But I'm beginning to think we may have overestimated the interest in such an event because as of today we've sold just over 50 tickets.  There are still two weeks to go and we're kind of out of ideas (and budget) about how to promote this event.  At this point I'm reduced to stapling little notices on telephone poles and crossing my fingers.

The other event is sponsored by the dog owners organization I'm involved with.  We're bringing in a dog expert to give a talk one night and two workshops the following day.  She's not well known here in Victoria so we're working to get some excitement going about this event as well.  I'm not so worried about this one because it doesn't happen until the end of November and we're easily able to identify our target audience--because they walk around attached to dogs by leashes.

But the Dialogue with Spirit Guides is an unknown. Jane thinks we'll sell out and I admire her trust.  Me, I'm not so sure.  Guess I'll just have to keep running around with my notices and my stapler, try not to worry -- and see what happens.  

Tuesday, October 6, 2009

A little blog break

I'm taking a blog break for a few days to catch up on things that piled up while we were away.  That and preparations for a Thanksgiving dinner plus organizing an event that I'll talk about later are keeping me very busy.  Meanwhile I'm also enjoying seeing trees and ocean again after our trip into the prairie lands.

Saturday, October 3, 2009

Shadows in the landscape

Having just returned from over two weeks driving across the north western part of the US (Washington to Nebraska and back), my mind is still full of images of the wide-open landscape.  Here are a few shadow shots from this trip.  More shadow shots can be found here.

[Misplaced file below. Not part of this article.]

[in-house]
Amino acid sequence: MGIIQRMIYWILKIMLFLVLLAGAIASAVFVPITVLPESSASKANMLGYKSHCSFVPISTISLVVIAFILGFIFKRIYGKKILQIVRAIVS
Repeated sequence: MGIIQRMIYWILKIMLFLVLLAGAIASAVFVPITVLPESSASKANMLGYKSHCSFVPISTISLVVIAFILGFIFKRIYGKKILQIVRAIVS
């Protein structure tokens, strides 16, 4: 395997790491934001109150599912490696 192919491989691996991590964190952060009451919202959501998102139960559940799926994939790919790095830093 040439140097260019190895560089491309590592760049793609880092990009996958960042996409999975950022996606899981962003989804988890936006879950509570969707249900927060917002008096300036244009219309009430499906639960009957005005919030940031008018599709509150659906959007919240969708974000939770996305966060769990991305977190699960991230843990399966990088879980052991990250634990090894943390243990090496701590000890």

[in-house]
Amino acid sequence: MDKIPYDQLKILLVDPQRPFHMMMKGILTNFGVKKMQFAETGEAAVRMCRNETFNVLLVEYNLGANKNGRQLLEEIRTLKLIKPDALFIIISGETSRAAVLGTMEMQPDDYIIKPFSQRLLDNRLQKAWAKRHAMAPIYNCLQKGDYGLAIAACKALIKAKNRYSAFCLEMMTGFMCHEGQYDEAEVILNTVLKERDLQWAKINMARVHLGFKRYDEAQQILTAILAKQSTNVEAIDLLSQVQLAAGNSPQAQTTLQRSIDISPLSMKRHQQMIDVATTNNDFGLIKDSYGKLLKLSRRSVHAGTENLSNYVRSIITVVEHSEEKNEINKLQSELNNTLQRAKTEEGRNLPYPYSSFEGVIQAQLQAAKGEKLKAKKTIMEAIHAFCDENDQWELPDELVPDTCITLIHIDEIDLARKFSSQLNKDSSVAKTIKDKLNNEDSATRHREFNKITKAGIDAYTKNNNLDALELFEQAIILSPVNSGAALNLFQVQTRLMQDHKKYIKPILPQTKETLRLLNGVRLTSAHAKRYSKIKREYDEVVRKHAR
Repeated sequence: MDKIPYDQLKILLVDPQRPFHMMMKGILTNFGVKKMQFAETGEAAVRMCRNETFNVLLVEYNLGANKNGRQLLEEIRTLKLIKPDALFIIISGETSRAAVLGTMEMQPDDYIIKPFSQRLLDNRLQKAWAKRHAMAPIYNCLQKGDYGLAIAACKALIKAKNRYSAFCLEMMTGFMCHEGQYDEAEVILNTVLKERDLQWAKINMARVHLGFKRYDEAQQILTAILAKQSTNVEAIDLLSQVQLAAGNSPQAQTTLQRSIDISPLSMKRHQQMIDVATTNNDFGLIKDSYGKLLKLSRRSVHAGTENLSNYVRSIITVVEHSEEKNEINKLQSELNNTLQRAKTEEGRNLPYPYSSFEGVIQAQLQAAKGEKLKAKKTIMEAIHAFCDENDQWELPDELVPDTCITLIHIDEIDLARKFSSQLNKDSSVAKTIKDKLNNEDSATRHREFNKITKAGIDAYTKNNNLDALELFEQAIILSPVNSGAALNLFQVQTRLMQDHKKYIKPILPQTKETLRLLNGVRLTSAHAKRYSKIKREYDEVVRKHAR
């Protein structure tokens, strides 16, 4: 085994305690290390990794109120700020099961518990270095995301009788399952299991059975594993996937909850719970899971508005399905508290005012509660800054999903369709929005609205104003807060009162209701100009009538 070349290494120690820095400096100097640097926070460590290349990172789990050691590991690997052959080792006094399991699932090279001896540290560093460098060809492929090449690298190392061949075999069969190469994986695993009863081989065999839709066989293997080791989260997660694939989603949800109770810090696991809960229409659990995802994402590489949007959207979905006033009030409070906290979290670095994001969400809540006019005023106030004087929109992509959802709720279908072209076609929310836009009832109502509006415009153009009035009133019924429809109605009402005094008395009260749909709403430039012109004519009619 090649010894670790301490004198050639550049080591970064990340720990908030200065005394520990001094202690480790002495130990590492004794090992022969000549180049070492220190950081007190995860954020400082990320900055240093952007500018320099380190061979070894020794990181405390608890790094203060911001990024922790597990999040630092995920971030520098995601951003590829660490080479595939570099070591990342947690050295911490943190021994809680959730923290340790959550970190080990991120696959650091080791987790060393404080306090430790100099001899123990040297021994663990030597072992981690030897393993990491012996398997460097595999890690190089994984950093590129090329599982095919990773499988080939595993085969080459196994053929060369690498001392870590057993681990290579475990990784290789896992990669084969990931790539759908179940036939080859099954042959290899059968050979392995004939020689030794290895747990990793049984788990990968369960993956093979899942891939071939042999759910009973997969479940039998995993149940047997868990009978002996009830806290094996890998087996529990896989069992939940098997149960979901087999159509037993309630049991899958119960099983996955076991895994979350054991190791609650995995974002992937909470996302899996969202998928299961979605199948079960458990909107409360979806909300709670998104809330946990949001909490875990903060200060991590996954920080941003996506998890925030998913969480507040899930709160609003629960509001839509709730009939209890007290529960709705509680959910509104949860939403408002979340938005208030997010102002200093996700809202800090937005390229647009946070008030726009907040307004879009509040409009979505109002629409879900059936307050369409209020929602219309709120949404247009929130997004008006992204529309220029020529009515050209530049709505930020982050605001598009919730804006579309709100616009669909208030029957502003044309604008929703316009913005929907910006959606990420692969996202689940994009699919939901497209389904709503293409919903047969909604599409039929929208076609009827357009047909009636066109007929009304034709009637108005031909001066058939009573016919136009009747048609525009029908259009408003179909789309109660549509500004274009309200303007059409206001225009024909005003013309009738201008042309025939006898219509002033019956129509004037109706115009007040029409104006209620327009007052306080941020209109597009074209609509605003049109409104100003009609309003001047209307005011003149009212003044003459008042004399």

Thursday, October 1, 2009

Along the Oregon Trail


It turns out that all the way back from Kearney Nebraska we've been following pretty closely the Oregon Trail.  This is the route taken by about 500,000 people between 1842 and 1862 to get from Missouri to Oregon City (just south of today's Portland).  Along the way we've had glimpses and sensations about this trek but today it all coalesced.  This morning we stopped at a little state park in Oregon called Farewell Bend.  This is the spot where the travelers, who had been following the Snake River for over 300 miles through Idaho, left the river and traveled overland for 70 miles to reach the Columbia.  At this park there were some original covered wagons and I was blown away by how small they were.